Jacksonville Jaguars owner Shahid Khan makes offer for Wembley Stadium


APRIL 26, 2018

FILE – In this Sunday Oct. 31, 2010 file photo, the arena ahead of the NFL Football match between the Denver Broncos and San Francisco 49ers at Wembley Stadium in London. The English Football Association received an offer on Thursday April 26, 2018, to buy Wembley Stadium, from Jacksonville Jaguars and Fulham owner Shahid Khan. (AP Photo/Dave Shopland, Pool, File)

LONDON — Jacksonville Jaguars owner Shahid Khan has made an offer to buy Wembley Stadium from the English Football Association, increasing the prospect of an NFL franchise in London.

Wembley has staged regular-season NFL games since 2007 and the Jaguars started playing at the stadium in 2013 — the year Khan bought London soccer club Fulham.

Khan offered about 600 million pounds ($840 million) for the national soccer stadium, which would continue to host England national team games. The governing body would retain the rights to hospitality packages for games, which are valued at 300 million pounds.

Wembley, which first opened 1923, was rebuilt at a cost of 800 million pounds before reopening in 2007. The Jaguars have deal through 2020 to play games in London.

“The games the Jaguars play at Wembley are essential to the financial stability of the Jaguars in Jacksonville, which is one of the smallest markets in the NFL,” Khan said. “If my ownership interests were to include Wembley Stadium, it would protect the Jaguars’ position in London at a time when other NFL teams are understandably becoming more interested in this great city. And the stronger the Jaguars are in London, the more stable and promising the Jaguars’ future will be in Jacksonville.”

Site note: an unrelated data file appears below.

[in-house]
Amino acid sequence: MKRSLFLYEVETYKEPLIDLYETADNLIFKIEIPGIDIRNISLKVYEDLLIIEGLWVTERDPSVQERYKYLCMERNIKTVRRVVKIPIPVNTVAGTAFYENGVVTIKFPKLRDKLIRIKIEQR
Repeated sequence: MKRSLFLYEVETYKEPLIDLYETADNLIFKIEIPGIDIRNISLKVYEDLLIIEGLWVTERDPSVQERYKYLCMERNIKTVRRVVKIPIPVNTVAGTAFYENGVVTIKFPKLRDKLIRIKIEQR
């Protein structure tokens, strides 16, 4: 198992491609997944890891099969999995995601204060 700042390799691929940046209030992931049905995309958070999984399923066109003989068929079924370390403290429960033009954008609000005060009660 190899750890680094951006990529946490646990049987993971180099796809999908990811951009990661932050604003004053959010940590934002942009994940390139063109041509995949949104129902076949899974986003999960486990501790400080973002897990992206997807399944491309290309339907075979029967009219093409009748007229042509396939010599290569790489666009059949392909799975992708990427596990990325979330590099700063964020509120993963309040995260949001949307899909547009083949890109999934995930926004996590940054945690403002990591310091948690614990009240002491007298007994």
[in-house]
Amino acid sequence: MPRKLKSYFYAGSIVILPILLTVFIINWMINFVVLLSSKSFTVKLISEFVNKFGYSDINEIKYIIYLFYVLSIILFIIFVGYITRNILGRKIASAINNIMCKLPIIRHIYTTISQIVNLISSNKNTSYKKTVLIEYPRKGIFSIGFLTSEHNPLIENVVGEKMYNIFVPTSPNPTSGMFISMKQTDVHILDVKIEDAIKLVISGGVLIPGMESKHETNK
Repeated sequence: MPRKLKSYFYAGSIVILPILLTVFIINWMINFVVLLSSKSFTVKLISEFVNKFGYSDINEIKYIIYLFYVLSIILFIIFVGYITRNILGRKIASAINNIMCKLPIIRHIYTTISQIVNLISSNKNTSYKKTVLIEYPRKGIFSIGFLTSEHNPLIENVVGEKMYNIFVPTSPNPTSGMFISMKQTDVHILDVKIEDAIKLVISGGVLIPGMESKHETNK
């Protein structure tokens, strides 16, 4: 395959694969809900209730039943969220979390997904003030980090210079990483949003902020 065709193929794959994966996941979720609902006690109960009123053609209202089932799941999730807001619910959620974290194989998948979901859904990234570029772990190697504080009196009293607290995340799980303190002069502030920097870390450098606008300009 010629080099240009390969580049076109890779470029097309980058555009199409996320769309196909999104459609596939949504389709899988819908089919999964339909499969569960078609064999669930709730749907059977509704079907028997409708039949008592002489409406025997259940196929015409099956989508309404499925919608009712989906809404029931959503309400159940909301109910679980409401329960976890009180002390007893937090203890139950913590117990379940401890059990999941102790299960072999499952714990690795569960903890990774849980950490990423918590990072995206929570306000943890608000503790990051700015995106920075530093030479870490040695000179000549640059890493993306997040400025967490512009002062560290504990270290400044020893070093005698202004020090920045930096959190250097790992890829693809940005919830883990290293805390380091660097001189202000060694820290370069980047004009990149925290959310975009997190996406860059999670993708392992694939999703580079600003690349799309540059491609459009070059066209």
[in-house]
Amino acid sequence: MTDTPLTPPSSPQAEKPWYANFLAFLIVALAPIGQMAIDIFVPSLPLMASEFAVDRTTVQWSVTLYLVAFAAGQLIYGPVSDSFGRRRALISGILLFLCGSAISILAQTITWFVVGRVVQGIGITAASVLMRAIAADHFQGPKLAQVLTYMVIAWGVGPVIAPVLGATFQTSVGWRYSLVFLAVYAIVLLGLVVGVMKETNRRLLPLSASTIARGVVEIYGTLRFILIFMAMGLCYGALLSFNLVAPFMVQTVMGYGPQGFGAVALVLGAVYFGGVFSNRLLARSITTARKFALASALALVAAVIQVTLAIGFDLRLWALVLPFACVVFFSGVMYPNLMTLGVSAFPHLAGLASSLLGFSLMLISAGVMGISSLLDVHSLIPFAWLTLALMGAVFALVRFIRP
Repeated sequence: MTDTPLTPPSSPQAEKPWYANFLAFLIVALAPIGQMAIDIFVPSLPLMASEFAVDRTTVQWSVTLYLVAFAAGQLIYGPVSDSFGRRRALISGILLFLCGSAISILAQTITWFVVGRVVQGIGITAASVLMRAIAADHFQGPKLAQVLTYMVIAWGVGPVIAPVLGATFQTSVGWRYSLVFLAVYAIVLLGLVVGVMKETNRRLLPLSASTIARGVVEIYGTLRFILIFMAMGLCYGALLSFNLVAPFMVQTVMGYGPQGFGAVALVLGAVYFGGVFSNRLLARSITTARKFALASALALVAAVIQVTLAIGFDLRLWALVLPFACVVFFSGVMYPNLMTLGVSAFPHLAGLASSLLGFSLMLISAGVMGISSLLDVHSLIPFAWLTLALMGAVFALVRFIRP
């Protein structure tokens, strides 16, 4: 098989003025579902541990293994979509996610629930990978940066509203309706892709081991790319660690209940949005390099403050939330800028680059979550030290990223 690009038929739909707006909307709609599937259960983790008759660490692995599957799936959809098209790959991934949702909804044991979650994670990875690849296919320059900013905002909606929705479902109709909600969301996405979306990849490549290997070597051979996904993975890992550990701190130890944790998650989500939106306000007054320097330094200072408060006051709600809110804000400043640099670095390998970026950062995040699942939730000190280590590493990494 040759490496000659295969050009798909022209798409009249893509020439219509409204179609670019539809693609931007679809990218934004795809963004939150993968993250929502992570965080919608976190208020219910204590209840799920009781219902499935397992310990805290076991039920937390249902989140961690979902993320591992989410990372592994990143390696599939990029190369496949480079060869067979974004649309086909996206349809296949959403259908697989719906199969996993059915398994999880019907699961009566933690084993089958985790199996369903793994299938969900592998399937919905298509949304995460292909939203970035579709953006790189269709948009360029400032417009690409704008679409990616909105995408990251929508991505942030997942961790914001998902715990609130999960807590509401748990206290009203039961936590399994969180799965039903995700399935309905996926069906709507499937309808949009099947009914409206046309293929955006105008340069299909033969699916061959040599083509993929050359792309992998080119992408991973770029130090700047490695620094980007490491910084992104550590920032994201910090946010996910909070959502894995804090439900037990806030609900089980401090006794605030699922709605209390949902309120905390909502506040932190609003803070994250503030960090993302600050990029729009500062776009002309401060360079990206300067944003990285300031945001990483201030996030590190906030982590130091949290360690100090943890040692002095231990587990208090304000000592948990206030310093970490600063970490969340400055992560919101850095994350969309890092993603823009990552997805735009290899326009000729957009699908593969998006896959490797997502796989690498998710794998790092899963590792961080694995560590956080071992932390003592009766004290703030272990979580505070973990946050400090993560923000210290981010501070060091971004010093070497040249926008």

Khan said a takeover of Wembley would “have no impact on Craven Cottage,” which is his soccer team’s current home in the Fulham district of west London by the River Thames.

Selling off Wembley would give the FA about 500 million pounds to invest in grassroots soccer, which could increase the chances of the England team winning its first World Cup title since 1996.

“For the FA,” Khan saids, “it would mean Wembley Stadium returning to private ownership, permitting the FA to direct its full attention to its mandate to develop talent and serve the game with the vast resources it would realize from the sale.”

Courtesy/Source: AP